PETALING JAYA: The Malaysian bond market is set to remain robust amid lingering risks after witnessing eight consecutive months of net foreign inflows into the market.
With the economic recovery underpinned by the financing of infrastructure projects, the government’s deficit financing due to stimulus measures and yield hunting activities by foreign investors, it spells good news for domestic bonds.
The government’s fiscal deficit in 2021 is projected to be at 5.4% of gross domestic product (GDP), despite a slight reduction from an estimated 6% last year.
The country’s GDP growth forecast for this year is expected to be between 6.5% and 7.5%, according to the Finance Ministry.
For the eighth consecutive month, the local bond market continued to see net positive foreign inflows in December. This was despite the Fitch downgrade of Malaysia’s sovereign credit rating against the pandemic backdrop.
With net foreign inflows coming in at RM3.6bil (November: RM2.5bi), total foreign holdings rose to RM223.0bil, the highest since November 2016. This took the total foreign share of outstanding local bonds to 13.9% (November: 13.6%).
RAM Rating Services senior economist Woon Khai Jhek (pic below) said the healthy corporate issuance is envisaged to be supported by the budding economic recovery, notwithstanding transitory setbacks, and financing for big-ticket infrastructure projects.
For the Malaysian government securities (MGS) and government investment issues (GII) market, he told StarBiz the strong momentum seen last year is also expected to persist, driven by the government’s heftier deficit financing needs amid the slew of stimulus measures to tackle the pandemic.
RAM projects MGS/GII issuance at RM155bil-RM165bil in 2021 (2020: RM151.9bil). For corporate bonds, it forecast RM100bil-RM110bil of gross corporate bond issuance this year, matching the performance recorded in 2020 (RM104.6 bil).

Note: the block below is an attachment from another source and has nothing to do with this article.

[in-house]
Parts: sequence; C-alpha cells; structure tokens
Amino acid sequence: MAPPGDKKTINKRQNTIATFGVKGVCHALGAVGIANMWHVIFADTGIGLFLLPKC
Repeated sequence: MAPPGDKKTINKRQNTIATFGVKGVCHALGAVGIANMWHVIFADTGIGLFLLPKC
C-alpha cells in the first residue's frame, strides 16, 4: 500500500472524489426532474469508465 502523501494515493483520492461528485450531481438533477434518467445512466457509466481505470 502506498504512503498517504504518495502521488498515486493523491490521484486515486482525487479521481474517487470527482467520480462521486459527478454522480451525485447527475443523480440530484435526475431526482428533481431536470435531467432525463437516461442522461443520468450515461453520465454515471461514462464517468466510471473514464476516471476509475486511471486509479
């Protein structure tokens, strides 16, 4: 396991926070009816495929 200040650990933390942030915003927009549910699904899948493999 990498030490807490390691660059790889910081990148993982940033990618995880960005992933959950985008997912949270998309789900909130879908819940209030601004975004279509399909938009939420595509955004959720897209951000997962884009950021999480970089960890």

“One of the sell-off risks this year will arise from a potential, albeit unlikely, removal of Malaysia from FTSE Russell’s World Government Bond Index (WGBI).
“Malaysia has been on the watchlist for potential downgrade since April 2019. However, positive engagements between FTSE Russell and Malaysian regulators to improve foreign investors’ access diminishes the likelihood of Malaysia’s removal from the WGBI, ” Woon noted.
Bond Pricing Agency Malaysia (BPAM) CEO Meor Amri Meor Ayob (pic below) said foreign flows into the Malaysian bond market remained intact over the past few months and expects the same going forward as the country’s sovereign yields are still relatively high compared to other countries.
However, he said the possible risk of outflows could materialise if FTSE Russell decides to remove Malaysia from its WGBI in its upcoming review in March.
Maybank Investment Bank head of fixed income research Winson Phoon said from bond issuances and market activity perspective, he expects bright prospects for ringgit bonds.
“We forecast RM110bil of corporate bond issuances this year compared with RM105bil in 2020, underpinned by infrastructure spending, conducive funding rates amid low yields and stable spreads, and more green and sustainability-labelled bonds.
“But from a bond return perspective, we expect the MGS curve to shift higher compared to last year, therefore less likely to see a repeat of high total returns like 2019 and 2020, ” he added. Meanwhile, Phoon (pic below) expects modestly higher yield for the 10-year MGS yield of reaching 3.00% this year.
As at press time, the 10-year government bond yield was hovering at 2.72%.
Phoon expects the foreign inflow momentum into ringgit bonds to continue in the near-term amid the US dollar weakness backdrop.
But there are risks he said, which among others, include higher US yields which could pose threats to the existing US dollar trend.
Meanwhile, Malaysian Rating Corp Bhd (MARC) said moving into 2021, the recent implementation of another movement control order (MCO 2.0) as well as the declaration of a state of emergency would affect sentiment, though a lot would also depend on how developments pan out further down the road.
MGS yields had spiked in a knee-jerk reaction to the emergency declaration but have since been trending downwards, it added.
Bank Negara left the overnight policy rate (OPR) unchanged at 1.75% at its Monetary Policy Committee meeting last month as it viewed the current OPR level as appropriate and accommodative.
Given this and the heavier supply of MGS/GII expected this year to support the government’s fiscal initiatives, MARC expects the MGS yield curve to steepen further in the first half of the year with the 10-year yield hovering between 2.60% and 2.80%. It expects gross issuance of MGS/GII in 2021 to come in at between RM150bil and RM160bil.